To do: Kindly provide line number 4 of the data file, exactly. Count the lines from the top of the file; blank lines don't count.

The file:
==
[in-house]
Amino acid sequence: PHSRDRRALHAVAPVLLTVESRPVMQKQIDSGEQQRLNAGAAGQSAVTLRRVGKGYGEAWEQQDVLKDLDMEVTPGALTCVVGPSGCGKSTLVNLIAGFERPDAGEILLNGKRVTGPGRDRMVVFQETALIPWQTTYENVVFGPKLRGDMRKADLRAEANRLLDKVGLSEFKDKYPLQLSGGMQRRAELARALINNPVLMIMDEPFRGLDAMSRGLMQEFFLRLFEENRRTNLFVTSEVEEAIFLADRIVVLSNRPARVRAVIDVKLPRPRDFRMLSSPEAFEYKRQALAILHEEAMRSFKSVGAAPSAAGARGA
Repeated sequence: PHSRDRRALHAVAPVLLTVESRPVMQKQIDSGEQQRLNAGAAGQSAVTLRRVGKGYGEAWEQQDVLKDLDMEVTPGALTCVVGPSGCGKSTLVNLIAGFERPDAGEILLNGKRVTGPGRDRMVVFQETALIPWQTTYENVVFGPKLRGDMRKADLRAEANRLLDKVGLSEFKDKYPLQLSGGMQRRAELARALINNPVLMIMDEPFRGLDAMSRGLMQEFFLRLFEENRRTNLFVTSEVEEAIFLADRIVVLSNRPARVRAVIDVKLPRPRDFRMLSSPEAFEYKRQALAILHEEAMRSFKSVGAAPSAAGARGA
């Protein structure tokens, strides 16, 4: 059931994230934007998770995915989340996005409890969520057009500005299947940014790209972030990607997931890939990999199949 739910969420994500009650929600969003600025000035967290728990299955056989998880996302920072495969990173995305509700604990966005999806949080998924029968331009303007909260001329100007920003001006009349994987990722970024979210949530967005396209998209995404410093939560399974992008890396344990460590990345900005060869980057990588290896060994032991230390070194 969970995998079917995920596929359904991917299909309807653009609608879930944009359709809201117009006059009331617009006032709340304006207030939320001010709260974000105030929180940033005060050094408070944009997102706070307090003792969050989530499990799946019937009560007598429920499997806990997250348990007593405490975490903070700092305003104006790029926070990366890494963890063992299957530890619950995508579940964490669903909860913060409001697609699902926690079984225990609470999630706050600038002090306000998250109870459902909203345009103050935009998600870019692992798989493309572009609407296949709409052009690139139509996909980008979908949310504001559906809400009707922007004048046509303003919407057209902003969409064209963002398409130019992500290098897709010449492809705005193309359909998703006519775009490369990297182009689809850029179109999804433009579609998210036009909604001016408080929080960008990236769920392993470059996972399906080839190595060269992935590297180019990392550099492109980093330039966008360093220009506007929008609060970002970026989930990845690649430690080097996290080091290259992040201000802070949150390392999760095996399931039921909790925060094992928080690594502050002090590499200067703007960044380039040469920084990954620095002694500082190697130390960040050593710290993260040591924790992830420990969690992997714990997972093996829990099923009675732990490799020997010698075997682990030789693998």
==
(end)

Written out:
């Protein structure tokens, strides 16, 4: 059931994230934007998770995915989340996005409890969520057009500005299947940014790209972030990607997931890939990999199949 739910969420994500009650929600969003600025000035967290728990299955056989998880996302920072495969990173995305509700604990966005999806949080998924029968331009303007909260001329100007920003001006009349994987990722970024979210949530967005396209998209995404410093939560399974992008890396344990460590990345900005060869980057990588290896060994032991230390070194 969970995998079917995920596929359904991917299909309807653009609608879930944009359709809201117009006059009331617009006032709340304006207030939320001010709260974000105030929180940033005060050094408070944009997102706070307090003792969050989530499990799946019937009560007598429920499997806990997250348990007593405490975490903070700092305003104006790029926070990366890494963890063992299957530890619950995508579940964490669903909860913060409001697609699902926690079984225990609470999630706050600038002090306000998250109870459902909203345009103050935009998600870019692992798989493309572009609407296949709409052009690139139509996909980008979908949310504001559906809400009707922007004048046509303003919407057209902003969409064209963002398409130019992500290098897709010449492809705005193309359909998703006519775009490369990297182009689809850029179109999804433009579609998210036009909604001016408080929080960008990236769920392993470059996972399906080839190595060269992935590297180019990392550099492109980093330039966008360093220009506007929008609060970002970026989930990845690649430690080097996290080091290259992040201000802070949150390392999760095996399931039921909790925060094992928080690594502050002090590499200067703007960044380039040469920084990954620095002694500082190697130390960040050593710290993260040591924790992830420990969690992997714990997972093996829990099923009675732990490799020997010698075997682990030789693998």